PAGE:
My first corporate boss used to talk about computer knowledge as “lower level skills.” Granted, that was a different time; there were many executives who didn’t even understand how to turn on a computer.

Personally, I thought my boss was full of crap, and embraced learning whatever I could to prepare me to do more things and perform more productively in my career.

One thing that meant was figuring out how to get the most from all the software we had available. It also meant growing by helping others become more proficient at getting things done too.

Strategic Leadership Opportunities Tied to Lower Level Skills

Flash forward to ten years ago this week.

I was at work on the Saturday over the 4th of July holiday organizing my office, taking advantage of the break time to get ahead. While sorting through file cabinets, my boss at the time called my cell phone and asked when I was getting back to town. Turns out, he thought I’d gone to Daytona to attend the NASCAR race our company’s car was participating in over the weekend.

When I told him I was one floor below him, he said to stay put, and he’d come down and get me.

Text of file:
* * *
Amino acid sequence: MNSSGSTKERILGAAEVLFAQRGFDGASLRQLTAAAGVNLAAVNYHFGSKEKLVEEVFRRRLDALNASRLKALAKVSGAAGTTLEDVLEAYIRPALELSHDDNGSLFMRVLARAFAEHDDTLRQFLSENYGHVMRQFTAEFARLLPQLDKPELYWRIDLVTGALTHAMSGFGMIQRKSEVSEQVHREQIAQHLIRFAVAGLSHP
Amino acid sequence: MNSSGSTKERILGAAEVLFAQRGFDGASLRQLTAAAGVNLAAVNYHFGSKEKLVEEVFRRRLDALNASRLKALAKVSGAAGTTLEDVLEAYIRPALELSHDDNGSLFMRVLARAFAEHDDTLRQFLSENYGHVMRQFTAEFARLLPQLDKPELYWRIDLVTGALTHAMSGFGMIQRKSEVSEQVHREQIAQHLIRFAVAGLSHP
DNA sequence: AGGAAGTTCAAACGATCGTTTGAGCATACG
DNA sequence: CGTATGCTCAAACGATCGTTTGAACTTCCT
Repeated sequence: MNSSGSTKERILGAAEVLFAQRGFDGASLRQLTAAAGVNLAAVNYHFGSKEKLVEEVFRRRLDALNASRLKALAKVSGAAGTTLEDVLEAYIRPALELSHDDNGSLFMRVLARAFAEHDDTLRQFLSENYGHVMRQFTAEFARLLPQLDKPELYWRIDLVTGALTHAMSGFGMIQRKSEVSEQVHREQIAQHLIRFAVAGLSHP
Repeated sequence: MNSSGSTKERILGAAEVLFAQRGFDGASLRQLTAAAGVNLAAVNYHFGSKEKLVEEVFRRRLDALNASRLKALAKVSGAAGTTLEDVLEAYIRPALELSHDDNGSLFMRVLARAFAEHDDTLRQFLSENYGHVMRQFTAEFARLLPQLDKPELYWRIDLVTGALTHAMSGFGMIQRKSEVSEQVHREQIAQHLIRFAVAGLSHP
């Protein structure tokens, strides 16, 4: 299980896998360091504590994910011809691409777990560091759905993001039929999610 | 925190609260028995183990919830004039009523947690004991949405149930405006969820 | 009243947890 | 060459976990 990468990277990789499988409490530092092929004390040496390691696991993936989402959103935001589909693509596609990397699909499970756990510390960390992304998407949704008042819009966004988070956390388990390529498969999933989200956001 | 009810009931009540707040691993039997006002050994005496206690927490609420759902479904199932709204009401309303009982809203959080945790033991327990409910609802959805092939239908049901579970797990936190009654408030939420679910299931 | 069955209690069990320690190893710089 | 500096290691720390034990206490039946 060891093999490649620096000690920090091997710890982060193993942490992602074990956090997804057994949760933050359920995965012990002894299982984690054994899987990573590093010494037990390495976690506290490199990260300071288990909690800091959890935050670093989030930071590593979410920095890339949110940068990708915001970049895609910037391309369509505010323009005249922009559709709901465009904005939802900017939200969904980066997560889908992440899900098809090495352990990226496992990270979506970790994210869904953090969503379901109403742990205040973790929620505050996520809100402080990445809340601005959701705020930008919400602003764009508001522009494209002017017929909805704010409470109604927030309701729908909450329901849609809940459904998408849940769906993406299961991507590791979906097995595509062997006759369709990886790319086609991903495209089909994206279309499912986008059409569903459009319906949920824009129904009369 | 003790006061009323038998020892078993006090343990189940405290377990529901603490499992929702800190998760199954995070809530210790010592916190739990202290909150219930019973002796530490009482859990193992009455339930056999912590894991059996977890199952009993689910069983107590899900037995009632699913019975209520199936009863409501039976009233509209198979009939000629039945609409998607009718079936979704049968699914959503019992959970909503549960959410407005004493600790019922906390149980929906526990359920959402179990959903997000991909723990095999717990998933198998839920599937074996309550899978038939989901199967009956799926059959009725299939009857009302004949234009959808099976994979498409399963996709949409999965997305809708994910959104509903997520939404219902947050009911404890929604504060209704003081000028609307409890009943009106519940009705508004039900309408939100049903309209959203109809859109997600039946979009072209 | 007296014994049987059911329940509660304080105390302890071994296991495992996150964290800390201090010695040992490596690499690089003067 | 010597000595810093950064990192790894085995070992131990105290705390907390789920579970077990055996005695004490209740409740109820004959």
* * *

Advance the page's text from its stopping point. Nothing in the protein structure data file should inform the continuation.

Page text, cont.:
He escorted me to the executive level on the 10th floor, and we went to his office. He closed the door and informed me the following Tuesday our company would announce we were buying our number one competitor.

After signing a non-disclosure agreement, I learned there was a very small group of executives busily working to prepare for the announcement. One snag they’d hit, however, was no one had the PowerPoint skills to create the investor presentations needed for the Tuesday announcement.

Putting together the PowerPoint slides was going to be my job.

So while I was a vice president, and heavily involved in market strategy for our $3 billion corporation, I was brought in to the inner circle on this billion dollar acquisition because I knew PowerPoint and Excel inside and out.

Ah, my lower level skills were paying off once again.

Lower Level Skills Can Be Strategic Too

The moral of the story is this: when you have an opportunity to learn an additive skill, whether earlier or later into your career, don’t ever think it’s beneath you.

Because when the unusual and pressure-filled times hit, you never know when whatever are viewed as lower level skills in your business will be the ones that put you on the team working on the most strategic move your organization ever made.  - Mike Brown


Learn all about Mike Brown’s creative thinking and innovation presentations!

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